The future has certainly invaded our lives
Many of the issues and problems plaguing our nation today are the result of changes across a broad spectrum of our culture that brought about the disorientation and uncertainty which characterizes our nation today.
Many of these trends and changes cannot be considered new anymore. Many of them were underway long before personal computers, the Internet, and social media were more than pipedreams for what became known as Silicon Valley.
It was ten years later that I carried a TRS-80 Model 4P (for portable), bulky suitcase sized PC into the Pentagon to use in preparing analyses relating to The Surface Navy of the 21st Century project headed by the DCNO Surface Warfare, VADM Joseph Metcalf. The TRS-80 had a whopping 64K of memory and was years before Windows. However, the first time I pressed “Control P,” and the attached “electric” typewriter began clacking out the text, I turned around to find four very senior officers staring in amazement at the miracle of words on a grey “television” screen typing themselves right in front of them. Just two years later, the ceilings of the Pentagon were tightly woven with pipes carrying not gases or liquids, but wires connecting computer networks.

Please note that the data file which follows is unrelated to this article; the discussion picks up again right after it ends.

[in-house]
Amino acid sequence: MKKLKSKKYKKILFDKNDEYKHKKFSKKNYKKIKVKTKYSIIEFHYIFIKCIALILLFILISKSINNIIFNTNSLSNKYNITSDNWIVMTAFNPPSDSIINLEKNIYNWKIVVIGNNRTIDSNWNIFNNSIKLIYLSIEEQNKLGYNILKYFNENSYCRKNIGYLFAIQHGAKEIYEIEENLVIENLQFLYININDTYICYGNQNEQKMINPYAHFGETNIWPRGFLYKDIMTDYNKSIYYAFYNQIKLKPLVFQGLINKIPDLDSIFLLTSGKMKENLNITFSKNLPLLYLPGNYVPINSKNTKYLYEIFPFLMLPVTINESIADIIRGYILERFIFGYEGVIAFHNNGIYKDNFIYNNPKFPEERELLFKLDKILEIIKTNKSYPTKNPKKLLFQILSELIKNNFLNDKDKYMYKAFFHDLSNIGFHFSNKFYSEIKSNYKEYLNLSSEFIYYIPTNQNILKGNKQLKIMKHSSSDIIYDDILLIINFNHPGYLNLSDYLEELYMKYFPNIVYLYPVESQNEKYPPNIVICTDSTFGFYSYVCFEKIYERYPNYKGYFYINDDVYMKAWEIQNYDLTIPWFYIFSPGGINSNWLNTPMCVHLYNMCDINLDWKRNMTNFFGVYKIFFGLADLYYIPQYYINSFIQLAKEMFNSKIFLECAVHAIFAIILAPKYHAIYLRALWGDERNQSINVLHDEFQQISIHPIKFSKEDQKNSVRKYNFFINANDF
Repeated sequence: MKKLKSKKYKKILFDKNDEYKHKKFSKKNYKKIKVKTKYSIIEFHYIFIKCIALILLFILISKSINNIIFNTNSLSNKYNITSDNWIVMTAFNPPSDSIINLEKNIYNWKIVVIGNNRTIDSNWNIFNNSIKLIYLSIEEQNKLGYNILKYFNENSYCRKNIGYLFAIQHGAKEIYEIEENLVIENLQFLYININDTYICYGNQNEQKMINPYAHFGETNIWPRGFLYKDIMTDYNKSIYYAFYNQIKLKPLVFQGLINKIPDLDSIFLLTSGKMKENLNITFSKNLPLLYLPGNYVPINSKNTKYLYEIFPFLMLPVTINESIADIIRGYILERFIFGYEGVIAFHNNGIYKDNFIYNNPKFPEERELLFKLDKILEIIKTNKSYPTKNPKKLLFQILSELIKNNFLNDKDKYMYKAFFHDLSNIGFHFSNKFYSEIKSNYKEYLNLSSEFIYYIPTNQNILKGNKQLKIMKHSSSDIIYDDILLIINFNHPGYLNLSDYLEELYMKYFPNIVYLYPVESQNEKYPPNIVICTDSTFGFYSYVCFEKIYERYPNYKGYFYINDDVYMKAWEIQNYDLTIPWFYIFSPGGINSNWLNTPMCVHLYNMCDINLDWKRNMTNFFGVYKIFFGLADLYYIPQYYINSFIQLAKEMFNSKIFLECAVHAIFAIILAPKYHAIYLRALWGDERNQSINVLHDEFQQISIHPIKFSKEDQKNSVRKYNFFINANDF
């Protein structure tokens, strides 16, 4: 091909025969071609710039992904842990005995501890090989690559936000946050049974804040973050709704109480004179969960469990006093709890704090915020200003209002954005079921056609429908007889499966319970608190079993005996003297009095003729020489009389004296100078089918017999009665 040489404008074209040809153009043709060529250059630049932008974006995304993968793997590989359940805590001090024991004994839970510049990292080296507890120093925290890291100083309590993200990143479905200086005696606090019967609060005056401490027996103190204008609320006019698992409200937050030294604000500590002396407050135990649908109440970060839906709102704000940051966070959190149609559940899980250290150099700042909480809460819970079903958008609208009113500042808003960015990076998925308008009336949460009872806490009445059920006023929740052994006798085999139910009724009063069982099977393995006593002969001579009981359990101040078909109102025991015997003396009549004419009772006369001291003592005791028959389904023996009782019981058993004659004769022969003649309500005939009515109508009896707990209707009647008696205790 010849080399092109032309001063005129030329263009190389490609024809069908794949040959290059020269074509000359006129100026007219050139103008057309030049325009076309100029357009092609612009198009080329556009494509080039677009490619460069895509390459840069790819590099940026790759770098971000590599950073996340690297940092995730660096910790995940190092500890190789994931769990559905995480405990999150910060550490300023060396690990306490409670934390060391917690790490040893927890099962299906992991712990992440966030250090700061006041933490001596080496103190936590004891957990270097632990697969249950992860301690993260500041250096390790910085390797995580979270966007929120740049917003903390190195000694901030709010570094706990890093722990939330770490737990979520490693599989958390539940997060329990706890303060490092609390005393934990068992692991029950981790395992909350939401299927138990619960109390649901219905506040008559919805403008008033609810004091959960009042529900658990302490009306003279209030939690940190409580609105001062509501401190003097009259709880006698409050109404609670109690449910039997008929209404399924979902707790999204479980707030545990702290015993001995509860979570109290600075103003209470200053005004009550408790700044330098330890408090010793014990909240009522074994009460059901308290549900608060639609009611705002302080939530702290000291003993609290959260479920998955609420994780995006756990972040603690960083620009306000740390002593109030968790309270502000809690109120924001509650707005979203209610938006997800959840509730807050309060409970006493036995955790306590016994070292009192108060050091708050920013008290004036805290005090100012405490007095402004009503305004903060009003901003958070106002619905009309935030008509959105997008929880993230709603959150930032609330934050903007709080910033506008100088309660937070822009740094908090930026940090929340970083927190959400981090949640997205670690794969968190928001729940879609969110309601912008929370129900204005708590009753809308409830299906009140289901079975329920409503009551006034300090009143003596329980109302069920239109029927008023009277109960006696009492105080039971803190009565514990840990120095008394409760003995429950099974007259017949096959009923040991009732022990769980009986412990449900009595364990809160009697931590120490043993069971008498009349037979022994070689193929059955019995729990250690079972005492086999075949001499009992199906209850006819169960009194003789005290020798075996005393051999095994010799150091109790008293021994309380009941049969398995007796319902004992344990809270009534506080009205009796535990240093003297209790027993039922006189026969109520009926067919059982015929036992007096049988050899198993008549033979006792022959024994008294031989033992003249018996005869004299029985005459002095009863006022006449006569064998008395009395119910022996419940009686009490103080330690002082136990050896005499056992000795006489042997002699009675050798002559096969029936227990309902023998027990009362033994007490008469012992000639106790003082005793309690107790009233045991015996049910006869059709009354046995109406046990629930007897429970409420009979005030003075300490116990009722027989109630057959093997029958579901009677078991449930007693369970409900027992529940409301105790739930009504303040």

Some of the general recommendations I suggested in Future Shape or Future Shock have been implemented in various ways by other organizations and in other situations and circumstances. Much of it was “common sense.” Unfortunately, many remain “works in progress.” I believe.
Upon reflection, you may or may not agree on which, if any, of these observations may still have merit and should be reconsidered and adapted to today’s environment and circumstances. However, I share them here in hopes that it still may be interesting or even insightful to look back on what awareness we had almost half a century ago of the societal and technological changes that were to engulf us in the last half of the 20th century and continue to do so into contemporary times.
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